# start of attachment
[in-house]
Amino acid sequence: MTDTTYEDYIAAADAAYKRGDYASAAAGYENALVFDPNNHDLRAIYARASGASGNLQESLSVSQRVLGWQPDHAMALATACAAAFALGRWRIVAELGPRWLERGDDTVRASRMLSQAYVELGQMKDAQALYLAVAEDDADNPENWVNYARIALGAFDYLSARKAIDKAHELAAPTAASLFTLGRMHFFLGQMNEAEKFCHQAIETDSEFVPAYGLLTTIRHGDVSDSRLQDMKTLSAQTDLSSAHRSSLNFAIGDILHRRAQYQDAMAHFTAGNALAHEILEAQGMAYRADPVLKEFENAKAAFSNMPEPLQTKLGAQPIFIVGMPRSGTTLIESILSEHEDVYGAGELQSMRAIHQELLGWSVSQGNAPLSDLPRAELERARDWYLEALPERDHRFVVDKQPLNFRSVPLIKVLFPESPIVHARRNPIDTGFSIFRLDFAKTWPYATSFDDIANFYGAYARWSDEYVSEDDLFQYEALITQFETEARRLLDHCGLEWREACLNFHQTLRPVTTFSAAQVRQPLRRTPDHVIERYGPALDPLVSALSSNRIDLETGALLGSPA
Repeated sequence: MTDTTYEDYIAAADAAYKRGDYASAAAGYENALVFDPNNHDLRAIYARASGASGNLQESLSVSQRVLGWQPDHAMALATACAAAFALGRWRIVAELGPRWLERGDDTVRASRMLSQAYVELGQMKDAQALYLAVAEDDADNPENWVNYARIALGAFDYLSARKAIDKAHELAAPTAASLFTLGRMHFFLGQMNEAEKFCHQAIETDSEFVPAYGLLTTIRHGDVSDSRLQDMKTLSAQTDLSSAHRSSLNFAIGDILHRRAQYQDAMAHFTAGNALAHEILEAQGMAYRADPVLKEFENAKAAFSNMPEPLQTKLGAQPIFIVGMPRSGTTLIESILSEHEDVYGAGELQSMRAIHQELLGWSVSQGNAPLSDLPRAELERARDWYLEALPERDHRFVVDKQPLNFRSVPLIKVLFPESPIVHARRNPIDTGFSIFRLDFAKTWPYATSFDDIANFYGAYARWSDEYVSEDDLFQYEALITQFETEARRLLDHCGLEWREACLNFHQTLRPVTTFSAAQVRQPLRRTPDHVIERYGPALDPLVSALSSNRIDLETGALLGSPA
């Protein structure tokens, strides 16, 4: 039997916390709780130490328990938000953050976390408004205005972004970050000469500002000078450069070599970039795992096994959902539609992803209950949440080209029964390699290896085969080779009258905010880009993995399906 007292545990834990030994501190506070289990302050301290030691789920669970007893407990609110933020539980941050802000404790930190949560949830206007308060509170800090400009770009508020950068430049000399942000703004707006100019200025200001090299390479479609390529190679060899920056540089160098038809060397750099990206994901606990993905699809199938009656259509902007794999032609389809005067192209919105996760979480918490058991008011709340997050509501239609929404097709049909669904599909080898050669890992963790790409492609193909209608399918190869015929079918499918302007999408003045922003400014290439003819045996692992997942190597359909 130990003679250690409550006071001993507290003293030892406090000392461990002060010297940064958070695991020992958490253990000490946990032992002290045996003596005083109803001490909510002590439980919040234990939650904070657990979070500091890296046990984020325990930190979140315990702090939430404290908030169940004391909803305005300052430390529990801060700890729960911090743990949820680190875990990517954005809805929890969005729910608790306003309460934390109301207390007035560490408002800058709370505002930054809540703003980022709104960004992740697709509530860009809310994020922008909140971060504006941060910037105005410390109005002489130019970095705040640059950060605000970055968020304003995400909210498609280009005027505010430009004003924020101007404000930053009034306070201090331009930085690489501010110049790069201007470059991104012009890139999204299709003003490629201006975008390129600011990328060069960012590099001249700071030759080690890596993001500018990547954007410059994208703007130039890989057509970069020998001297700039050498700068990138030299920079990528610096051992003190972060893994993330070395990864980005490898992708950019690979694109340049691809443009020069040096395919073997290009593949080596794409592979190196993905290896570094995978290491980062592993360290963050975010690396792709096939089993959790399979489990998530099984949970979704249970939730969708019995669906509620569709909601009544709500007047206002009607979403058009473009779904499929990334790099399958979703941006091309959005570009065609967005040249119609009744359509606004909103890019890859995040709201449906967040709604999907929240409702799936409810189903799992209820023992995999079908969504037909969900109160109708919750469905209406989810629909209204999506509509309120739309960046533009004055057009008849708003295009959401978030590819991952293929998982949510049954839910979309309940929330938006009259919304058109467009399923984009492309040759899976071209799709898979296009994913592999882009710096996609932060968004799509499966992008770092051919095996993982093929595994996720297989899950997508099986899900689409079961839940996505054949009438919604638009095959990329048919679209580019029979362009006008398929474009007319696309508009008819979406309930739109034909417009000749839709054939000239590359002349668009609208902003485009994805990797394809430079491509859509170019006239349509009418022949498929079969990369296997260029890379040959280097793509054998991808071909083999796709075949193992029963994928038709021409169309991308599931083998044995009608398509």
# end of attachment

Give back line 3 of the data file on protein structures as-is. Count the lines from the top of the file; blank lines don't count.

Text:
Repeated sequence: MTDTTYEDYIAAADAAYKRGDYASAAAGYENALVFDPNNHDLRAIYARASGASGNLQESLSVSQRVLGWQPDHAMALATACAAAFALGRWRIVAELGPRWLERGDDTVRASRMLSQAYVELGQMKDAQALYLAVAEDDADNPENWVNYARIALGAFDYLSARKAIDKAHELAAPTAASLFTLGRMHFFLGQMNEAEKFCHQAIETDSEFVPAYGLLTTIRHGDVSDSRLQDMKTLSAQTDLSSAHRSSLNFAIGDILHRRAQYQDAMAHFTAGNALAHEILEAQGMAYRADPVLKEFENAKAAFSNMPEPLQTKLGAQPIFIVGMPRSGTTLIESILSEHEDVYGAGELQSMRAIHQELLGWSVSQGNAPLSDLPRAELERARDWYLEALPERDHRFVVDKQPLNFRSVPLIKVLFPESPIVHARRNPIDTGFSIFRLDFAKTWPYATSFDDIANFYGAYARWSDEYVSEDDLFQYEALITQFETEARRLLDHCGLEWREACLNFHQTLRPVTTFSAAQVRQPLRRTPDHVIERYGPALDPLVSALSSNRIDLETGALLGSPA